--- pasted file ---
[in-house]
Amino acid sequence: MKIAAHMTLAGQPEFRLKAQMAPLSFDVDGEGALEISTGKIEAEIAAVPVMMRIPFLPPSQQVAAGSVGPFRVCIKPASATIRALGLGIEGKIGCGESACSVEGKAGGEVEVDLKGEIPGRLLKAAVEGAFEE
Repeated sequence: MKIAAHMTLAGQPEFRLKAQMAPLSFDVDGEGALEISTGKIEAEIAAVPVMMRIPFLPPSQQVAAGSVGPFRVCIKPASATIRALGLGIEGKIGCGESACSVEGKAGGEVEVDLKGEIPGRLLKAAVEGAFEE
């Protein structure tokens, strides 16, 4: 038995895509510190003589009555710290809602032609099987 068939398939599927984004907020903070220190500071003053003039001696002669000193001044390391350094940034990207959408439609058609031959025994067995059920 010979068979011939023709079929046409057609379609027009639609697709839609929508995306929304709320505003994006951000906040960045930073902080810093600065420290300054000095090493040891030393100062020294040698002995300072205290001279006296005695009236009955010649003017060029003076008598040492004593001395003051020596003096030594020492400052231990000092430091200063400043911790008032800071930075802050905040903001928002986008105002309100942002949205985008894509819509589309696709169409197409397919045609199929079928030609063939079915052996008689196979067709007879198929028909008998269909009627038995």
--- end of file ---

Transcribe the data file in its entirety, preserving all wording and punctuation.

[in-house]
Amino acid sequence: MKIAAHMTLAGQPEFRLKAQMAPLSFDVDGEGALEISTGKIEAEIAAVPVMMRIPFLPPSQQVAAGSVGPFRVCIKPASATIRALGLGIEGKIGCGESACSVEGKAGGEVEVDLKGEIPGRLLKAAVEGAFEE
Repeated sequence: MKIAAHMTLAGQPEFRLKAQMAPLSFDVDGEGALEISTGKIEAEIAAVPVMMRIPFLPPSQQVAAGSVGPFRVCIKPASATIRALGLGIEGKIGCGESACSVEGKAGGEVEVDLKGEIPGRLLKAAVEGAFEE
């Protein structure tokens, strides 16, 4: 038995895509510190003589009555710290809602032609099987 068939398939599927984004907020903070220190500071003053003039001696002669000193001044390391350094940034990207959408439609058609031959025994067995059920 010979068979011939023709079929046409057609379609027009639609697709839609929508995306929304709320505003994006951000906040960045930073902080810093600065420290300054000095090493040891030393100062020294040698002995300072205290001279006296005695009236009955010649003017060029003076008598040492004593001395003051020596003096030594020492400052231990000092430091200063400043911790008032800071930075802050905040903001928002986008105002309100942002949205985008894509819509589309696709169409197409397919045609199929079928030609063939079915052996008689196979067709007879198929028909008998269909009627038995």